This well-designed experiment compares CO2 impacts on salt water and fresh water. In a short demonstration, students examine how distilled water (i.e., pure water without any dissolved ions or compounds) and seawater are affected differently by increasing carbon dioxide in the air.

This 3-part interactive and virtual lab activity examines the life cycle of the sea urchin, and how the increasing acidity of the ocean affects their larval development.

In this interactive, students explore, at their own pace, how global climate change may affect health issues. Issues include airborne diseases, developmental disorders, mental health disorders, vector-borne diseases and waterborne diseases.

This video features a number of different climate scientists describing the effects of the increasing amount of carbon dioxide on global climate and proposing a series of solutions to mitigate these effects. Video addresses health problems and other costs to humans associated with climate change.

In this video, the mountain pine beetle problem is explained by two scientist. Their research investigates the beetle and how climate change is impacting its spread.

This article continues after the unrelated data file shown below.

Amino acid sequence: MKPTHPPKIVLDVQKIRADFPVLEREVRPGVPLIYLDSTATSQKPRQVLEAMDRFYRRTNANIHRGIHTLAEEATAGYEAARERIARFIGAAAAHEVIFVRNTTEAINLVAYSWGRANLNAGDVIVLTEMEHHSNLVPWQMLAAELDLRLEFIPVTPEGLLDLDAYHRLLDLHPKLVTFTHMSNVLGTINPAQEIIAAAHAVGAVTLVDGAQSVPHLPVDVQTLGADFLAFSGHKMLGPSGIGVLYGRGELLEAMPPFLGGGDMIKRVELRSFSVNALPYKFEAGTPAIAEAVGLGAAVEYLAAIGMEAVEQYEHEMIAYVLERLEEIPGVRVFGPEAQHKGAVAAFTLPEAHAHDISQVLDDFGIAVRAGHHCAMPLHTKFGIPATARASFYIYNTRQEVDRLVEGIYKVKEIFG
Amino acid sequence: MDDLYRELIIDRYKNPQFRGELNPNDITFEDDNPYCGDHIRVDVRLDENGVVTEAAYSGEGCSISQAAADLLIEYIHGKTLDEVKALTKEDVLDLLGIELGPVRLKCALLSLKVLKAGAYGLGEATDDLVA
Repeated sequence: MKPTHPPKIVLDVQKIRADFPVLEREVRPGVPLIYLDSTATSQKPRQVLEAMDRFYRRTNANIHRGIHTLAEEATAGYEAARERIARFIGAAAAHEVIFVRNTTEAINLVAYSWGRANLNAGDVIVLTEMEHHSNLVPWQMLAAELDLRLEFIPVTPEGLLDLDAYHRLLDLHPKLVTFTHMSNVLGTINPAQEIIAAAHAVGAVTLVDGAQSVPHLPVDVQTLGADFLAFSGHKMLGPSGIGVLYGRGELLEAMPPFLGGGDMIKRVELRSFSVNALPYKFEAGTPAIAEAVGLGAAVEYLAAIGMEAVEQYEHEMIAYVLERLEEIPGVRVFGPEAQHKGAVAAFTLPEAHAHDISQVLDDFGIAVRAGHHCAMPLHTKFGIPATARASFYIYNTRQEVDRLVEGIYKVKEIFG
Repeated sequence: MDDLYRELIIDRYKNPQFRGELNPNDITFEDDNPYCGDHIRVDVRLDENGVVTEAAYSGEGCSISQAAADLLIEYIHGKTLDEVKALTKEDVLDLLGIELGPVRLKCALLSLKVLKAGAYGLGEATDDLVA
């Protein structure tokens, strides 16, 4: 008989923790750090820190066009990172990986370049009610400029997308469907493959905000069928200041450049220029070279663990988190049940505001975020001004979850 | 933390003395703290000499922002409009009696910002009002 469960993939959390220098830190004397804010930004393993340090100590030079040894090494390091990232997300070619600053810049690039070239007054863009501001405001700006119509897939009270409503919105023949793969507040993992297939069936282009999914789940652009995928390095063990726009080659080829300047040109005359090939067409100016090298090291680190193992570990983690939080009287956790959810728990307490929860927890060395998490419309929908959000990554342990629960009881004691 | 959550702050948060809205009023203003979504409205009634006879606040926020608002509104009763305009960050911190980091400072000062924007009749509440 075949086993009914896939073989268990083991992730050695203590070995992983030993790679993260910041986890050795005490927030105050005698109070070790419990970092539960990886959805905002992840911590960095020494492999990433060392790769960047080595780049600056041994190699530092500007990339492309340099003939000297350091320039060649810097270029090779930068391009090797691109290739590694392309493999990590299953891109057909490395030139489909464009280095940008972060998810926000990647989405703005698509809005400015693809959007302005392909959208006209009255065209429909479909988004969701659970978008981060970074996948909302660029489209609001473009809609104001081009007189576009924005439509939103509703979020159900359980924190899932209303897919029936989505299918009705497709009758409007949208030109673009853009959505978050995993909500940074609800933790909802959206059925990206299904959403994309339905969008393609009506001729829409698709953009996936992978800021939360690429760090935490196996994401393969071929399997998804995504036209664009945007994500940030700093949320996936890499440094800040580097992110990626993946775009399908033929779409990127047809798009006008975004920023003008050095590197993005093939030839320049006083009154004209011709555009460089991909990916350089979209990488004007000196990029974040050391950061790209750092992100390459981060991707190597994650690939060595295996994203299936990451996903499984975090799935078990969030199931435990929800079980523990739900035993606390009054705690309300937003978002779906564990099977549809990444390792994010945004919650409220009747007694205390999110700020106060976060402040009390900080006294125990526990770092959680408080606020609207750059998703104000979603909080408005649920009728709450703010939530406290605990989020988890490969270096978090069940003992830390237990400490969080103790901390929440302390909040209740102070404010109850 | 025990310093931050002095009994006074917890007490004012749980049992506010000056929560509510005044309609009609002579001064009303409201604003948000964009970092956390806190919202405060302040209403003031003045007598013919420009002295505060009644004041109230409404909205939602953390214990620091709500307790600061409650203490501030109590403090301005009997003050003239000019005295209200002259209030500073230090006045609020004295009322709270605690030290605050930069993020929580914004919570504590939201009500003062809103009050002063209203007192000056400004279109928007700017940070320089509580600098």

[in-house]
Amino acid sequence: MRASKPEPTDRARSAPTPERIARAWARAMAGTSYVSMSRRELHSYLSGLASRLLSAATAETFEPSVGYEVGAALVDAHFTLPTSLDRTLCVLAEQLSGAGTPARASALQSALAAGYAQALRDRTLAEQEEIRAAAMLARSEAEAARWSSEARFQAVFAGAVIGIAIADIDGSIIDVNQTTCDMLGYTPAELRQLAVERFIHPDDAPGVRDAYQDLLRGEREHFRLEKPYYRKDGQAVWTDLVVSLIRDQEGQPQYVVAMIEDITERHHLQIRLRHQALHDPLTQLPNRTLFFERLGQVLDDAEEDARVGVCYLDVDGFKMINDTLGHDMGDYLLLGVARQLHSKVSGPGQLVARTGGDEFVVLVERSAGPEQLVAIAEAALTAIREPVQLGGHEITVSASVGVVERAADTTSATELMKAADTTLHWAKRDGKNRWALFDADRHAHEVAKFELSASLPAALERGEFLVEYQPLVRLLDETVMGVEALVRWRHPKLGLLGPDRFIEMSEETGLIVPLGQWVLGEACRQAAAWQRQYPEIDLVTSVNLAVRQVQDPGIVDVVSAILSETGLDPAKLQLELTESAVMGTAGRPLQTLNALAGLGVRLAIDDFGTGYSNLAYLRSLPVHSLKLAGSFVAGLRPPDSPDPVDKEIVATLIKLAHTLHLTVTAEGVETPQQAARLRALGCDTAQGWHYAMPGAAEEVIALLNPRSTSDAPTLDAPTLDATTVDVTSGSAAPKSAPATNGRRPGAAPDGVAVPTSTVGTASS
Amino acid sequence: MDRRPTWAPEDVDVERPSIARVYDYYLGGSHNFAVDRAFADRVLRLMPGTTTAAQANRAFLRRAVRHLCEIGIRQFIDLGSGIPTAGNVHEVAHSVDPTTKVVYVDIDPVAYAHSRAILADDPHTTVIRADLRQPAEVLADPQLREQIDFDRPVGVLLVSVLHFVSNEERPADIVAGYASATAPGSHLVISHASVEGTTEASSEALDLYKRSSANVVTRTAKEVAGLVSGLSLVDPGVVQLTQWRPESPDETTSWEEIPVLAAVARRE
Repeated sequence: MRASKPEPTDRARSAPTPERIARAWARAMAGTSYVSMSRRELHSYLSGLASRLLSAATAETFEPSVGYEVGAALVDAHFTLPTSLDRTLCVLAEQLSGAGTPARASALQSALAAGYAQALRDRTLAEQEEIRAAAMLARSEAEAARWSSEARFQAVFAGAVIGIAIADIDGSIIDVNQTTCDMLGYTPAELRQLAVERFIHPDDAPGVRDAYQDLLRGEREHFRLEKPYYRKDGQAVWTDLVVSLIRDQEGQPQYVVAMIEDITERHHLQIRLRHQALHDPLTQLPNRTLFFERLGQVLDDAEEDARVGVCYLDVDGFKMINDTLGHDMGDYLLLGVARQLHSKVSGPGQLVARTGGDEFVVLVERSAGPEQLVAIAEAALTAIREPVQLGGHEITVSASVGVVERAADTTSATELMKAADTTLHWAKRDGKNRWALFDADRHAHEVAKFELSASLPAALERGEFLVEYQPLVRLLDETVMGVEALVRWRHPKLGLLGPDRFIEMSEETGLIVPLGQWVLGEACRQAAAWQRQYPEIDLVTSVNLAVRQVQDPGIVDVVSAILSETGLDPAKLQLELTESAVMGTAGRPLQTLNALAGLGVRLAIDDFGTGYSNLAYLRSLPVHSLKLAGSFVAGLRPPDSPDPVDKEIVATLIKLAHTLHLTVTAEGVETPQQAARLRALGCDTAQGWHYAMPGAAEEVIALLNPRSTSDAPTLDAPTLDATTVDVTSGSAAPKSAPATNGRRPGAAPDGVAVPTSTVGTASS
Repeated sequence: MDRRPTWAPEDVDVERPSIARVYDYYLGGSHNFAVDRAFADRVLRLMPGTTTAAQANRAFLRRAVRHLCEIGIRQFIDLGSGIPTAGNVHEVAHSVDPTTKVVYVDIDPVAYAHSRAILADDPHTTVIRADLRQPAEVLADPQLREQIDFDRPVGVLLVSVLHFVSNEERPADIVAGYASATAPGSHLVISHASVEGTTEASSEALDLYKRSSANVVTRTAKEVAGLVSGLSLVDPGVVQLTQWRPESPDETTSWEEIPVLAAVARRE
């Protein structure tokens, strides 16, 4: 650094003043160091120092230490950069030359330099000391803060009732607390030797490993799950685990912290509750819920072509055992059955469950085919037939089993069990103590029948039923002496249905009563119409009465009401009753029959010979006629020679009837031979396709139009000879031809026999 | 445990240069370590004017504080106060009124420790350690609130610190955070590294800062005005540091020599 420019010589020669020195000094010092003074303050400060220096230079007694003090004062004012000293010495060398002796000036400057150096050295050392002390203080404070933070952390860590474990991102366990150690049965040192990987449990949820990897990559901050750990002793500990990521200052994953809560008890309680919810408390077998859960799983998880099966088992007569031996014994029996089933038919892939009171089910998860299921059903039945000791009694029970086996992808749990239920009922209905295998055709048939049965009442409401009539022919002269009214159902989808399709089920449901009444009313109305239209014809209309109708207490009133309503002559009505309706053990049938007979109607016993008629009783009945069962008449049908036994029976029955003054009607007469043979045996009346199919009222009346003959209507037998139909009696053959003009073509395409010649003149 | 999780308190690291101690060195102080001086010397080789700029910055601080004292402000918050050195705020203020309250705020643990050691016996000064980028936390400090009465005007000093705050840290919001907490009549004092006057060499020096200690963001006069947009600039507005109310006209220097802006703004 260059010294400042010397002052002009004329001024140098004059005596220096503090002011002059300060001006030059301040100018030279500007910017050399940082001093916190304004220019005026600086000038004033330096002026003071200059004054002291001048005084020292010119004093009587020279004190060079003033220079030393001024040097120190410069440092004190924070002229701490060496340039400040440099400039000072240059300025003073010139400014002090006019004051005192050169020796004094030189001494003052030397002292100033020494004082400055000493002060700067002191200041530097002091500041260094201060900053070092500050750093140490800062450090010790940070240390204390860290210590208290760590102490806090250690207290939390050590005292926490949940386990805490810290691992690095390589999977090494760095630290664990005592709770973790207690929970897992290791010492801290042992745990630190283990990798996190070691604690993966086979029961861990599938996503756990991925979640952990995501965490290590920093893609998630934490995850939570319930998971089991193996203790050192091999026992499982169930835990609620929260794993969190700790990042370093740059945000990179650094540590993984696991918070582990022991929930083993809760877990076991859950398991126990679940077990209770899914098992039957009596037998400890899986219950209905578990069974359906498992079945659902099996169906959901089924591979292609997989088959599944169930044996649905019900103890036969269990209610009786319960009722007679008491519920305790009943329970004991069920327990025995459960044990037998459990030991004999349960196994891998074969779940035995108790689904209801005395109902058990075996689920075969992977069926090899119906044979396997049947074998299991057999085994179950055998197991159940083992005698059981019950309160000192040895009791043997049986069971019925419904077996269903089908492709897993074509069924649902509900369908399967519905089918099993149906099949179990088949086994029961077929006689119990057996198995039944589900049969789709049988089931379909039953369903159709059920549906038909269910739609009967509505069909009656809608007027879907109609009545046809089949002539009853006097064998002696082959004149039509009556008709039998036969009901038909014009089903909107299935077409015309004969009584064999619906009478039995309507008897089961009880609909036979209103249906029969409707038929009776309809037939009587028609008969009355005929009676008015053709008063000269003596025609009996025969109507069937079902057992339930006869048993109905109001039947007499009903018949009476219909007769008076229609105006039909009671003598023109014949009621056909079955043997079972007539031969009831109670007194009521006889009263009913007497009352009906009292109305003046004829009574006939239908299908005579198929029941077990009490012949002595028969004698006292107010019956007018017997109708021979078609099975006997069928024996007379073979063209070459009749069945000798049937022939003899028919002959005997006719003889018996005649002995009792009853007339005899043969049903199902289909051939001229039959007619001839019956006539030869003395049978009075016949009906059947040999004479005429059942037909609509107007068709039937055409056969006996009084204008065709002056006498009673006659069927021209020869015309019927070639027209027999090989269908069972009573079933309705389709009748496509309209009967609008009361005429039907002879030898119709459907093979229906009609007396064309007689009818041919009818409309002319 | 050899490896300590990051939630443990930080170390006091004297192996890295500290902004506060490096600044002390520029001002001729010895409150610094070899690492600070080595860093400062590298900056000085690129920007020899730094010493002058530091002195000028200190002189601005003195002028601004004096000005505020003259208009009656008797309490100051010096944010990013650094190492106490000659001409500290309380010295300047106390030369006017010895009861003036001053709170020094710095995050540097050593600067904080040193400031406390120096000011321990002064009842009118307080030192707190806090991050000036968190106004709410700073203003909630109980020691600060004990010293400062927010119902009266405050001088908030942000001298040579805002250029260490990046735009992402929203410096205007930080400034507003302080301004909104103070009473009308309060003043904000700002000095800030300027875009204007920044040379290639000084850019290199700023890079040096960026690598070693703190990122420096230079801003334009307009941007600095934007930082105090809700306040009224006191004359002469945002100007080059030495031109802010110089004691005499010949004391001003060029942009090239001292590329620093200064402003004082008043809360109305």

This clickable visualization demonstrates the catastrophic effect that follows the removal of a key producer or consumer in the Arctic food chain.

This animation describes how citizen observations can document the impact of climate change on plants and animals. It introduces the topic of phenology and data collection, the impact of climate change on phenology, and how individuals can become citizen scientists.

A video from the Extreme Ice Survey in which Dr. Tad Pfeffer and photographer Jim Balog discuss the dynamics of the Columbia glacier's retreat in recent years through this time-lapse movie. Key point: glacier size is being reduced not just by glacial melting but due to a shift in glacial dynamics brought on by climate change.

In this activity, students will learn the difference between sea ice and glaciers in relation to sea level rise. They will create and explore topographic maps as a means of studying sea level rise and how it will affect Alaska's coastline.

This video considers the current estimates of sea level rise as possibly too conservative and discusses more recent data on ice melt rates coming from Antarctica and Greenland, showing rates of melt at up to 5 times as rapid. Scientists discuss what levels and rates of sea level rise have occurred in the past, including the Pliocene, which demonstrated 1m rise every 20 years.